About this Event
755 Library Road, Rochester, NY 14626
Heritage Speakers of minoritized languages experience linguistic discrimination and lack access to public services in their home language. Their linguistic identity is not always recognized. In the case of indigenous immigrants from Guatemala and Mexico the situation involves another layer of complexity. Their linguistic rights and identity are not respected and they are constructed as speakers of Spanish (Romero 2022). In the presentation, I will discuss possible avenues to address these issues.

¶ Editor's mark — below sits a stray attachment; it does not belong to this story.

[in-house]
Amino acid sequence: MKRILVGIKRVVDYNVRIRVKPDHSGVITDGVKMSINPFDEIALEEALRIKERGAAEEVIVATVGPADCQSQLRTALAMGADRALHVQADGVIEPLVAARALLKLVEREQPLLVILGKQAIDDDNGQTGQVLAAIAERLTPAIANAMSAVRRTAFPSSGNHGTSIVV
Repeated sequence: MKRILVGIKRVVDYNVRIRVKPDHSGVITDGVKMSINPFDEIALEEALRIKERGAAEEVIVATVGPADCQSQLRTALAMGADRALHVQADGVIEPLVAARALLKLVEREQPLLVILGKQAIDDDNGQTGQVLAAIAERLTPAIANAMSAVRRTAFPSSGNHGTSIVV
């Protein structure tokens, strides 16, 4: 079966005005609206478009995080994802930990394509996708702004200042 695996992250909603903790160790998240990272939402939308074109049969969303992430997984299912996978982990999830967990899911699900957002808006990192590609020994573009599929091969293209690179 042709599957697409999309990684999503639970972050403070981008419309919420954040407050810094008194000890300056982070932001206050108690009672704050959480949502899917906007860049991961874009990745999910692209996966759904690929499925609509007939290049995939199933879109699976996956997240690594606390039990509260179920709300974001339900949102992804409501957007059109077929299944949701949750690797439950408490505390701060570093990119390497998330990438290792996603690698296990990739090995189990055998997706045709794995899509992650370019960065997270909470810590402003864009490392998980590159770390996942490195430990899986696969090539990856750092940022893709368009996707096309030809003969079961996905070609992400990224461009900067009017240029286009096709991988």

Liliana Sánchez is a Professor at University of Illinois Chicago. She has published Bilingualism in the Spanish-speaking world with Jennifer Austin and Maria Blume (Cambridge University Press, 2015), The Morphology and Syntax of Topic and Focus: Minimalist Inquiries in the Quechua Periphery (John Benjamins, 2010), and Quechua-Spanish Bilingualism. Interference and Convergence in Functional Categories (John Benjamins, 2003) as well as articles in journals such as Bilingualism: Language and Cognition, Glossa, International Journal of Bilingualism, Languages, Linguistic Approaches to Bilingualism, Lingua, Probus, and Studies in Second Language Acquisition, among others. In 20-22, she received a collaborative National Science Foundation Grant to study how information on COVID-19 reached speakers of indigenous and minoritized languages
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